1. The trial court charged Code Ann. 38-119 as an abstract proposition which might apply equally either to appellants or appellees. Appellants contend that this charge requires a reversal because the evidence did not authorize application of the presumption as to appellants.
This identical charge was challenged on the same grounds in Goldstein v. Ipswich Hosiery Co., 104 Ga. App. 500 (19) (122 SE2d 339)
, and was found not to require reversal. Moreover, since the asserted error concerns the jury resolution of liability, the verdict in favor of appellants precludes their complaint. Maloy v. Dixon, 127 Ga. App. 151
(2b) (193 SE2d 19
2. Appellants assert that the charges regarding the avoidance doctrine, sudden emergency, the circumstances under which plaintiff's contributory negligence will bar recovery, and accident constituted error.
All these charges relate to liability. "[I]t has long been the rule that when a verdict has been returned in favor of the plaintiff, errors in the giving of the charge, in omissions from the charge or in the refusal of requests which go to the matter of liability only are harmless to the plaintiff and afford no ground for reversal at his instance [Cits.]" Maloy, supra, p. 155 (2b).
3. Appellants complain that the trial court's charge in accordance with Code Ann. 105-2014 regarding the obligation to mitigate was not authorized by the evidence and constituted reversible error. We agree.
The argument by appellees that the charge is applicable and authorized in any torts case is not persuasive. Appellees' counsel has failed to cite any evidence which would have authorized a finding that appellees had failed to mitigate damages or that in fact it was possible to do so. Compare Edelson v. Hendon, 77 Ga. App. 395 (2) (48 SE2d 705)
(refusal to charge not error where no evidence to authorize) with Gleason v. Rhodes Center Pharmacy, Inc., 94 Ga. App. 439 (2) (95 SE2d 293)
(where evidence authorized finding that plaintiff was malingerer, charge on 105-2014 not error).
"There being no such evidence, it was error for the court to instruct the jury in such a way as to mislead them into believing that there was or that they would be authorized to so find . . . Instructions not warranted by the evidence and which inject issues into the case not made by the evidence tend to confuse the minds of the jurors as to the real issues in the case, and such instructions are presumed harmful unless it is apparent that the jury could not have been misled by them. [Cits.]" Dixie-Ohio Express, Inc. v. Brackett, 106 Ga. App. 862 (7) (128 SE2d 642)
Because it is not apparent that the charge was harmless, the judgment must be reversed.
4. Appellants assert that the trial court committed numerous errors concerning the admission of certain expert medical testimony. As this evidence is likely to be offered at a new trial, it is appropriate to consider appellants' complaints.
A. The deposition of a medical doctor who qualified as an expert was offered into evidence. The deposition contained a hypothetical question asking the doctor whether he had "an opinion within a reasonable degree of medical probability as to whether or not the collision . . . would be a cause" of a certain injury. Upon objection, the doctor's response that "it could have caused" the injury was stricken.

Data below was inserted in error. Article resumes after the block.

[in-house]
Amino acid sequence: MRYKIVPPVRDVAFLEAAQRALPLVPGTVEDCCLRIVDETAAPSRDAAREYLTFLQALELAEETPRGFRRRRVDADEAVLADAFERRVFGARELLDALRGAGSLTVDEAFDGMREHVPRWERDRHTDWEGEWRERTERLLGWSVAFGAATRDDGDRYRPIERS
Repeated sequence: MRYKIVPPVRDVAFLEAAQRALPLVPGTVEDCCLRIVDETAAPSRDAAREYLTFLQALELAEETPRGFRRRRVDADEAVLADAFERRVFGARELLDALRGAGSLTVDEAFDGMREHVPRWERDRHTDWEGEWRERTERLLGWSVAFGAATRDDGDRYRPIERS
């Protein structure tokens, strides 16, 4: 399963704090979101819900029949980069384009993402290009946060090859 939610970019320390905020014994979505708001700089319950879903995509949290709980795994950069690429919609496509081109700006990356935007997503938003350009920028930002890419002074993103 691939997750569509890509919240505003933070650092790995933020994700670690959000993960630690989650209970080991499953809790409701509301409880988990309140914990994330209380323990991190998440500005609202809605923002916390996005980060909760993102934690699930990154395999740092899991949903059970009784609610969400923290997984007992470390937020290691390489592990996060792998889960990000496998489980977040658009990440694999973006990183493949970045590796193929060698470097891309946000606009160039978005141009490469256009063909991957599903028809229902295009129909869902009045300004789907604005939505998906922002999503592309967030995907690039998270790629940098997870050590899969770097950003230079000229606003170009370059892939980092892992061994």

Appellees argue that the answer was properly stricken as inadmissible because it was without probative value, in that it merely expressed possibility, not probability, and expressed speculation rather than opinion.
B. In a deposition, appellants' counsel requested the physician's diagnosis based on his examination of the plaintiff. The physician stated that he recommended hospitalization because of the patient's history, the findings she presented and the possibility of spinal cord involvement and cerebral concussion. The trial court struck the references to "the possibility of spinal cord involvement and cerebral concussion."
This testimony was not based solely upon the plaintiff's subjective complaints; it was based in part on personal observations. It was not inadmissible on the grounds asserted. Cowart Trucking Co. v. Stone, 129 Ga. App. 327 (1) (199 SE2d 608)
C. By way of deposition, a physician testified that the automobile collision aggravated plaintiff's spondylosis. The same physician also testified that the collision may have caused a reaction in a spur which could have resulted in certain injuries complained of. When, on cross examination, the physician stated that his testimony concerning aggravation was "all predicated on what [plaintiff] has told me," the trial court granted appellee's motion to strike the testimony and so instructed the jury. Appellants enumerate the court's holding as error. We agree.
Contrary to the implications of the cross examination statement, the physician's opinion was not based merely on the patient's statements. The physician testified, based on personal observations and examination of plaintiff, that the injuries sustained would aggravate plaintiff's spondylosis regardless of whether the condition preexisted. This testimony was admissible. Cowart Trucking Co., supra.
D. Because we are reversing for the reason stated in Division 3 of this opinion, we need not determine whether the erroneous exclusion of the above medical testimony was harmful:
5. Remaining enumerations challenging the legality and consistency of the verdicts need not be considered.
Reinhardt, Whitley & Sims, Ralph F. Simpson, for appellants.